7-8 JUNE 2017 / Tour & Taxis / Brussels

The central role of water for inclusive and sustainable growth and the creation of decent jobs

The central role of water for inclusive and sustainable growth and the creation of decent jobs

How sustainable water management can enable the creation of decent jobs and the achievement of the 2030 Agenda for Sustainable Development

Wednesday, June 7, 2017 - 18:00 to 19:15

Key points

  • Some 30 % of the global workforce is directly employed in water-dependent sectors, such as agriculture, fisheries and forestry.
  • Investing in water is investment in jobs.
  • Water scarcity is an important driver of migration and war, and has a strong gender dimension.
  • Tens of thousands of preventable deaths are due to water scarcity and poor hygiene.
  • Wastewater is a valuable resource, yet globally more than 80 % is released without treatment.


There is a strong correlation between the availability of water and economic development, especially in low-income countries. Water management and job creation go hand in hand. More than 30 % of the workforce worldwide is employed in the core water-dependent sectors of agriculture, forestry and fisheries. If the energy, construction and other sectors are added, the share rises to more than 50 %. Indirectly, some 75 % of jobs globally are water-dependent.

The potential employment effects of investment in water are considerable. Water treatment plants, for example, directly employ engineers, administrative staff, security guards and indirectly, many more. Crucially are the induced and growth-related jobs in the wider economy that are made possible by investment in water.

Water scarcity, by contrast, is not only the cause of tens of thousands of preventable deaths and a brake on development, but is also an important driver for migration and war. Syria, for example, underwent its most severe drought ever in the years preceding the outbreak of war. Water scarcity also tends to affect women and girls first, by preventing them from entering education or joining the workforce. In Africa, it is estimated that women and girls spend the equivalent of one year’s worth of work by France’s entire workforce on collecting water every year. Worldwide, some 2.4 billion people still need access to better sanitation, with almost 1billion lacking access to sanitation.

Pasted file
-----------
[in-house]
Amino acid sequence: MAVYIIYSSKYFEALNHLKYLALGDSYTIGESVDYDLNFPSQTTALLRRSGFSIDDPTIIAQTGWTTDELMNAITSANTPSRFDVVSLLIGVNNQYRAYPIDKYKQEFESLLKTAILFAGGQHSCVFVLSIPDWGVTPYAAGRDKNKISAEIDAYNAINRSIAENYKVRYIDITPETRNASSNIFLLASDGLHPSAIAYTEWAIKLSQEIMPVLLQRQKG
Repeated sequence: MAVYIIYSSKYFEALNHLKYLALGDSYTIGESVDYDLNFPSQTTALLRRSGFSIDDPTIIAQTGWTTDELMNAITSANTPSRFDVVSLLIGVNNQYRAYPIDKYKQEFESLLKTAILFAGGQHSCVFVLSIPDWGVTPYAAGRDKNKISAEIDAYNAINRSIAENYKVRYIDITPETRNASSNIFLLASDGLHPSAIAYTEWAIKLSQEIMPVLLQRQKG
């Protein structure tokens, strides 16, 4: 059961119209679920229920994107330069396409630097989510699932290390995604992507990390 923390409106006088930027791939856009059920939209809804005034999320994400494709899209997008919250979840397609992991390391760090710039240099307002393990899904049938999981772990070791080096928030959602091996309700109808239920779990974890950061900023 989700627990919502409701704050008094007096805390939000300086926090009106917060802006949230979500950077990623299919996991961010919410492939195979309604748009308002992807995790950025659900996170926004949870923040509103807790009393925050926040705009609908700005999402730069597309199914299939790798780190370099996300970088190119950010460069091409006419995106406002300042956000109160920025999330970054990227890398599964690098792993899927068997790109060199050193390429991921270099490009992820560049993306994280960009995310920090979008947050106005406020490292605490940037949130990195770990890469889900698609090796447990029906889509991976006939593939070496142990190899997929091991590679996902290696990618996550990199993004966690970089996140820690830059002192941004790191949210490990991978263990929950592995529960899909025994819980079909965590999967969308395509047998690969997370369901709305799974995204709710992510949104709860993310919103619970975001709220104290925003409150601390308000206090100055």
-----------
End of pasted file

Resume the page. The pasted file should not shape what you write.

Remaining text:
Wastewater is a valuable resource rich in water, minerals, and fertiliser, yet an estimated 80 % of wastewater in the world is released into the environment without any treatment. In the least developed countries, the figure is typically 100 %. Treating wastewater is good for the environment and has the potential to create jobs directly and indirectly. The United Nations World Water Development Report 2016 noted that one study estimated that every US$1 billion invested in water supply and sanitation networks in Latin America would directly result in about 100,000 jobs. In Kinshasa, small water systems operated by local communities have created 400 local sustainable jobs.

However, in the current programming cycle and following the end of the EU’s Water Facility, fewer than 10 countries in Africa have designated water as a focal sector, which reduces opportunities for obtaining funds for blending under the African Investment Facility.


Water is a horizontal concern that cuts across gender equality, economic development, health and climate change. Might this be the reason why it appears to no longer receive the attention it requires?

Organised by

    Eric Beaume
    Deputy Head of Unit Water, DG for infrastructures and cities
    European Commission - DG for International Cooperation and Development
    Lucilla Minelli
    Programme Officer
    United Nations World Water Assessment Programme of UNESCO
    Céline Gilquin
    Head of Water Unit
    Agence Française de Développement
    Stefan Uhlenbrook
    United Nations World Water Assessment Programme of UNESCO
    Paolo Ciccarelli
    Head of Unit
    European Commission - DG for International Cooperation and Development
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